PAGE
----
Mekong Delta faces worsening land subsidence hinh anh 1A road subsides in Inter-provincial Road 965 in U Minh Thuong district, the Mekong Delta province of Kien Giang (Photo: VNA)

Ho Chi Minh City (VNA) – The Mekong Delta region has been facing worsening land subsidence, which has been compounded by the prolonged drought in the region this year.

At the Mekong Delta Forum 2016 recently held in HCM City, economic experts said the region has been experiencing major impacts from climate change and human activity, including land subsidence from three to five centemetres each year.

The increasingly serious land sinkage and landslides in the region are most clearly seen in the southernmost province of Ca Mau. Landslides have taking place at 87 canals for a total length of 18 kilometres and cracks have appeared on around 1,000 kilometres of roads that are in a high danger of subsidence.

In Kien Giang, Ca Mau’s neighbouring province, a buffer zone in Minh Thuan and An Minh Bac communes in U Minh Thuong district has 49 houses destroyed by land sinking, and 11 others developing cracks and facing collapse.

Landslides happened at 11 points with a total length of 350m on provincial road 965. Another eight points face landslide risks.

In order to figure out the reason behind the land sinkage and landslides, the Ministry of Agriculture and Rural Development dispatched a team to the region.

According to the initial assessment from the team, drought already weakened land that suffers pressure from construction and traffic is the main reason behind widespread land-sinking and landslide.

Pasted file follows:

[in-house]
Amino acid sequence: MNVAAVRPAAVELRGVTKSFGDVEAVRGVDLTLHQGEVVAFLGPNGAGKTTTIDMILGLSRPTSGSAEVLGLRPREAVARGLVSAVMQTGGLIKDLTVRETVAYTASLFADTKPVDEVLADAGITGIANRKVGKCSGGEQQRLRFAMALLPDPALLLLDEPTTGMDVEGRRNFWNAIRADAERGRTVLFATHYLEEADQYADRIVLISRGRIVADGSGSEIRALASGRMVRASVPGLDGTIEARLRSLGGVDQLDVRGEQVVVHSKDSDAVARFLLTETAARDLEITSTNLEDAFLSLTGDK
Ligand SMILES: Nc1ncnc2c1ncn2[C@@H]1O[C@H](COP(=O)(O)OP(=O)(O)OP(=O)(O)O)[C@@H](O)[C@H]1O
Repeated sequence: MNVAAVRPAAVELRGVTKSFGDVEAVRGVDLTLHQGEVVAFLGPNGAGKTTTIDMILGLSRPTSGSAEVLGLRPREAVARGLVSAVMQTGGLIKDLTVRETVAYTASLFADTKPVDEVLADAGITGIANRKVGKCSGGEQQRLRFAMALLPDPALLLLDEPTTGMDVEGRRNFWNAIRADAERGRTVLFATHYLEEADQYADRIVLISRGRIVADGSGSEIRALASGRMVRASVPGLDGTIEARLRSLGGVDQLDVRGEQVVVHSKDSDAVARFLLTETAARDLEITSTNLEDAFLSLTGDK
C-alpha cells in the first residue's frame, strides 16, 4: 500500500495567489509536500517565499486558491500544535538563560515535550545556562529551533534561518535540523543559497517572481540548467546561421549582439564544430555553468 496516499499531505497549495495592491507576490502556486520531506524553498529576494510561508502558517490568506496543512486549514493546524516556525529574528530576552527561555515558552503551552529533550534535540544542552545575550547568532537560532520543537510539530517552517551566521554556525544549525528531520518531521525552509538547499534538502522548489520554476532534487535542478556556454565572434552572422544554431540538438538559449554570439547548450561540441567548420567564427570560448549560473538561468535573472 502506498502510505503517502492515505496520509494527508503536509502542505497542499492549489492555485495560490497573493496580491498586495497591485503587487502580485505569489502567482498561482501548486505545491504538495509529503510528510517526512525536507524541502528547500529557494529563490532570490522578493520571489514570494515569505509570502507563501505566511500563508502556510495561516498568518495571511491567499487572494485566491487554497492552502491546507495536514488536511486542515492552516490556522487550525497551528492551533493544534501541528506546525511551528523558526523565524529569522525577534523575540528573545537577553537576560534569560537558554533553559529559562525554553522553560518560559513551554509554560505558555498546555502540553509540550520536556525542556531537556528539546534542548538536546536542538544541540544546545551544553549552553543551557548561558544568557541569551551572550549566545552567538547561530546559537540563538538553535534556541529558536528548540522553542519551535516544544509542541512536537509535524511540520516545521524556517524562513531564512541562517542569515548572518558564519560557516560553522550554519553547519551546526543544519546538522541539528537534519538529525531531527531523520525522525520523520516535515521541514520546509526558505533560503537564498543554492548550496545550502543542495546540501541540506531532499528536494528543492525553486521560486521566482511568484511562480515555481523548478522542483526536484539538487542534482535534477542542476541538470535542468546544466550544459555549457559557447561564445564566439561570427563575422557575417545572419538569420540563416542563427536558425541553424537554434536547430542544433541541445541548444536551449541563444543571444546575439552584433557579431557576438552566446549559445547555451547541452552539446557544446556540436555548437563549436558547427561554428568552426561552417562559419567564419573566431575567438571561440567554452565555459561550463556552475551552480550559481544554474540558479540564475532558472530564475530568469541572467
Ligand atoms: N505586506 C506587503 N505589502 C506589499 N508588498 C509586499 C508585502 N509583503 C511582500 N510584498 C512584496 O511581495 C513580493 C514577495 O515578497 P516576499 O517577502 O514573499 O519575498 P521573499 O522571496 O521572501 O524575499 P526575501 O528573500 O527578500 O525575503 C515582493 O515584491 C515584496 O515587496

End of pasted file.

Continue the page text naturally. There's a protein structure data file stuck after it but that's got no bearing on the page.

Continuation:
According to the Mekong River Commission, hydroelectricity dams in the upper stream of the Mekong River keeping most of alluvium with an estimate of 65.5 billion cu.m of sediment by 2030 is also a reason leading land loss.

Prof. Dr. Nguyen Ngoc Tran, former deputy chairman of the National Assembly’s Committee for External Relations and senior expert of the Council for National Science and Technology Policy, said the impact of dams to sediment in the Mekong River is tremendous and once all dams go into operation, from one-third to half of the total sediment running down to the Mekong River basin will be retained and that will lead to changes in the topography of the river, river-bed, river-bottom and estuary, and land sinking.

The overexploitation of underground water is the other reason contributing to land sinking and landslide.

According to Nguyen Van Tranh, Deputy Director of the Ca Mau Department of Agriculture and Rural Development, up to 90 percent of people in Ca Mau are exploiting underground water for daily and production use.

At the Mekong Delta Forum 2016, Prime Minister Nguyen Xuan Phuc asked regional provinces to have the dyke and reservoir planning in a safe and convenient for agriculture and production manner while taking measures to restore coastal mangrove forests.-VNA